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Debating the Future of the European Court of Human Rights after the Interlaken Conference: Two Innovative Proposals

Debating the Future of the European Court of Human Rights after the Interlaken Conference: Two Innovative Proposals The purpose of this article is to give new impetus to the topical debate on reforming the ECHR in the wake of the Interlaken Conference, at which the ECHR states parties agreed on a roadmap for the future evolution of the Convention system. We highlight two issues which have so far been underexposed in the literature. First, reform measures relating to the new admissibility criterion, just satisfaction, and the pilot judgment procedure are only partially promising, because they are premised on the condition of their being applicable telle quelle in all the states parties. If Convention reforms are to be effective, they must take due account of differing realities relating to a country's human rights situation and the quality of its judiciary. Secondly, given the very high proportion of so-called manifestly ill-founded applications, the Court's practice of rejecting them without giving reasons leads it into a legitimacy problem. We suggest a new provision in the Rules of Court which makes the Court's practice concerning the handling of manifestly ill-founded applications more transparent. http://www.deepdyve.com/assets/images/DeepDyve-Logo-lg.png European Journal Of International Law Oxford University Press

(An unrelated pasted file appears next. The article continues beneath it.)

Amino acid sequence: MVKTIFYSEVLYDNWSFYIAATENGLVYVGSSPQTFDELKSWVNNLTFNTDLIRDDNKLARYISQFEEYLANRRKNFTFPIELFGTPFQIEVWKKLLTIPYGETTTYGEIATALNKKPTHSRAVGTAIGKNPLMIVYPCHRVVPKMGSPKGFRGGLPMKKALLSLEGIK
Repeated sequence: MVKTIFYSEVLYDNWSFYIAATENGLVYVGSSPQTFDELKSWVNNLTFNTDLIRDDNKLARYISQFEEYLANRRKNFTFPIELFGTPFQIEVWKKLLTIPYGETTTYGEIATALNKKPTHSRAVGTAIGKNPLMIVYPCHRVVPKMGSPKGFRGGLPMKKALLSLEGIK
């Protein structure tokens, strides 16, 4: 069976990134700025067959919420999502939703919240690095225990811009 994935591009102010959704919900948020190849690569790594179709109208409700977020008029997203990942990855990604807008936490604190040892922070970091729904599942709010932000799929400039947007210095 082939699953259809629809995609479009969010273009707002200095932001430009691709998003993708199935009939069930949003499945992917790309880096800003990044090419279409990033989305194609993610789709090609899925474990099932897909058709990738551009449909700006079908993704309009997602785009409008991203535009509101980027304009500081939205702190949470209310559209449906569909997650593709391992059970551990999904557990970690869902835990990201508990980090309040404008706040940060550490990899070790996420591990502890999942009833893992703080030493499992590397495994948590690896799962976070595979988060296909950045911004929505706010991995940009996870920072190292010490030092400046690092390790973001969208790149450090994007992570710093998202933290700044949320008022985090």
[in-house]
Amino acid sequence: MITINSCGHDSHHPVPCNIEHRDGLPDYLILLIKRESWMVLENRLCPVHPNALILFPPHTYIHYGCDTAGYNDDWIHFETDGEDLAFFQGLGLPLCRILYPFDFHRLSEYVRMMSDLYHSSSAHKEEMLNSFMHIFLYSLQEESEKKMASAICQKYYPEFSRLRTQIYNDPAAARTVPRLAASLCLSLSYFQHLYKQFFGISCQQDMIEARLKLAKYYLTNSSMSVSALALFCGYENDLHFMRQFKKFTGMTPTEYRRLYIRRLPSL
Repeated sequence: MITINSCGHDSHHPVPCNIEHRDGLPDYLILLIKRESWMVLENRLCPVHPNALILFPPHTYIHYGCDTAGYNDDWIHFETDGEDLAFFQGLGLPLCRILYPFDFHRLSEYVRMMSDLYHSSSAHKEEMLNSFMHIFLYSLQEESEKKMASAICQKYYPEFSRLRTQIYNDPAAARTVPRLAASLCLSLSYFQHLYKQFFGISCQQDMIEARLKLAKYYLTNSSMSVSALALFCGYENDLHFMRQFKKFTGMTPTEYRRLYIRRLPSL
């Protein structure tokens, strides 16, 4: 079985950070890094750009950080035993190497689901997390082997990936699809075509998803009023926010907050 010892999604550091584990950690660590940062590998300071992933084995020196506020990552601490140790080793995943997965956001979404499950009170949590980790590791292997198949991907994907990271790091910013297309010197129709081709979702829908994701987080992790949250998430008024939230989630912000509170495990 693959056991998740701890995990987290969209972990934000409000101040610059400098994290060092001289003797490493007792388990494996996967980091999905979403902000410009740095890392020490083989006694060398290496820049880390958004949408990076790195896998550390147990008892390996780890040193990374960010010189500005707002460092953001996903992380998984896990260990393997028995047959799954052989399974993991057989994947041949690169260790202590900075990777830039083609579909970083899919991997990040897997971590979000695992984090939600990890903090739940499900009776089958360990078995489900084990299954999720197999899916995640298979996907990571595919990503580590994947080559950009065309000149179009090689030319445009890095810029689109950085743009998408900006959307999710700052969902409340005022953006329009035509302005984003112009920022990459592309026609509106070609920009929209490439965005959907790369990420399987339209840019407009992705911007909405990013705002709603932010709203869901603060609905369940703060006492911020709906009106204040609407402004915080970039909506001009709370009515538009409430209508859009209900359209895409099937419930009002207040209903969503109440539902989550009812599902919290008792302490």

Debating the Future of the European Court of Human Rights after the Interlaken Conference: Two Innovative Proposals

Abstract

The purpose of this article is to give new impetus to the topical debate on reforming the ECHR in the wake of the Interlaken Conference, at which the ECHR states parties agreed on a roadmap for the future evolution of the Convention system. We highlight two issues which have so far been underexposed in the literature. First, reform measures relating to the new admissibility criterion, just satisfaction, and the pilot judgment procedure are only partially promising, because they are premised on the condition of their being applicable telle quelle in all the states parties. If Convention reforms are to be effective, they must take due account of differing realities relating to a country's human rights situation and the quality of its judiciary. Secondly, given the very high proportion of so-called manifestly ill-founded applications, the Court's practice of rejecting them without giving reasons leads it into a legitimacy problem. We suggest a new provision in the Rules of Court which makes the Court's practice concerning the handling of manifestly ill-founded applications more transparent.
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